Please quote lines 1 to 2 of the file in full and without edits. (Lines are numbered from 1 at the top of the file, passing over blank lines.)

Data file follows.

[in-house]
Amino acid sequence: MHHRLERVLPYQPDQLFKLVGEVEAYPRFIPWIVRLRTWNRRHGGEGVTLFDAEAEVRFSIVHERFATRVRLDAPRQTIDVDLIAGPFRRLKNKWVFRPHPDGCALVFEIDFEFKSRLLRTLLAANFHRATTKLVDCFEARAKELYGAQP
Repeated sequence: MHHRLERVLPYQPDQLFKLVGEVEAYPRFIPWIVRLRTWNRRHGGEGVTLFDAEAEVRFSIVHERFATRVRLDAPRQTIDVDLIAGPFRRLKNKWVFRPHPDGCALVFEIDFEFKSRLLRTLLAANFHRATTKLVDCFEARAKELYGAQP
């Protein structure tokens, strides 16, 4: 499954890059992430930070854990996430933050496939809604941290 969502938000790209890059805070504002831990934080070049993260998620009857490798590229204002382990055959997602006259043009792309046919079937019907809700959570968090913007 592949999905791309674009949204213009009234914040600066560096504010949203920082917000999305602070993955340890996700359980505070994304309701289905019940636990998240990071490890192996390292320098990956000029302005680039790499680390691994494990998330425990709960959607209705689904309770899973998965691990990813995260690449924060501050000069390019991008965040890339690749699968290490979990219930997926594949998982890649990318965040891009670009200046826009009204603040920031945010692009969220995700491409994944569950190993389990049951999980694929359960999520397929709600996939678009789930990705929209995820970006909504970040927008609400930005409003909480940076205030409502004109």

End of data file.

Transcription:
[in-house]
Amino acid sequence: MHHRLERVLPYQPDQLFKLVGEVEAYPRFIPWIVRLRTWNRRHGGEGVTLFDAEAEVRFSIVHERFATRVRLDAPRQTIDVDLIAGPFRRLKNKWVFRPHPDGCALVFEIDFEFKSRLLRTLLAANFHRATTKLVDCFEARAKELYGAQP